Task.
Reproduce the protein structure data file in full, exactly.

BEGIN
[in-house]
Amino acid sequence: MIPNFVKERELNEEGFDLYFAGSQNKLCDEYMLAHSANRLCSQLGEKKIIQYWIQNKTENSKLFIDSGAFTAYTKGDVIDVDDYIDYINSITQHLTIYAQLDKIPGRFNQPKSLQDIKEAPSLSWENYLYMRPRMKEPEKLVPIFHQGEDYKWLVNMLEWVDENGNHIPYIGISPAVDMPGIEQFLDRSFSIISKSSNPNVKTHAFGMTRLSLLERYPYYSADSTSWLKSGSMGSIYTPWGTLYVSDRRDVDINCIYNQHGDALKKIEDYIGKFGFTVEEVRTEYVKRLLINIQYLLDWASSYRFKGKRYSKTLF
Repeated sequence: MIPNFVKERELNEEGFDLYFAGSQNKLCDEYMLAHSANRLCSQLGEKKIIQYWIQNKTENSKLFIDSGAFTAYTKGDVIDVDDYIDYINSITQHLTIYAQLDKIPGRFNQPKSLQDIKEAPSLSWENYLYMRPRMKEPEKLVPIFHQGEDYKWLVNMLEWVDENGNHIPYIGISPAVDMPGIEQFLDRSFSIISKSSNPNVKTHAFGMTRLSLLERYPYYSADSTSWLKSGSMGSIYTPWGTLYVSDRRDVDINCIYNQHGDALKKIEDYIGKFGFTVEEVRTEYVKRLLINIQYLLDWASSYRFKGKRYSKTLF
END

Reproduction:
[in-house]
Amino acid sequence: MIPNFVKERELNEEGFDLYFAGSQNKLCDEYMLAHSANRLCSQLGEKKIIQYWIQNKTENSKLFIDSGAFTAYTKGDVIDVDDYIDYINSITQHLTIYAQLDKIPGRFNQPKSLQDIKEAPSLSWENYLYMRPRMKEPEKLVPIFHQGEDYKWLVNMLEWVDENGNHIPYIGISPAVDMPGIEQFLDRSFSIISKSSNPNVKTHAFGMTRLSLLERYPYYSADSTSWLKSGSMGSIYTPWGTLYVSDRRDVDINCIYNQHGDALKKIEDYIGKFGFTVEEVRTEYVKRLLINIQYLLDWASSYRFKGKRYSKTLF
Repeated sequence: MIPNFVKERELNEEGFDLYFAGSQNKLCDEYMLAHSANRLCSQLGEKKIIQYWIQNKTENSKLFIDSGAFTAYTKGDVIDVDDYIDYINSITQHLTIYAQLDKIPGRFNQPKSLQDIKEAPSLSWENYLYMRPRMKEPEKLVPIFHQGEDYKWLVNMLEWVDENGNHIPYIGISPAVDMPGIEQFLDRSFSIISKSSNPNVKTHAFGMTRLSLLERYPYYSADSTSWLKSGSMGSIYTPWGTLYVSDRRDVDINCIYNQHGDALKKIEDYIGKFGFTVEEVRTEYVKRLLINIQYLLDWASSYRFKGKRYSKTLF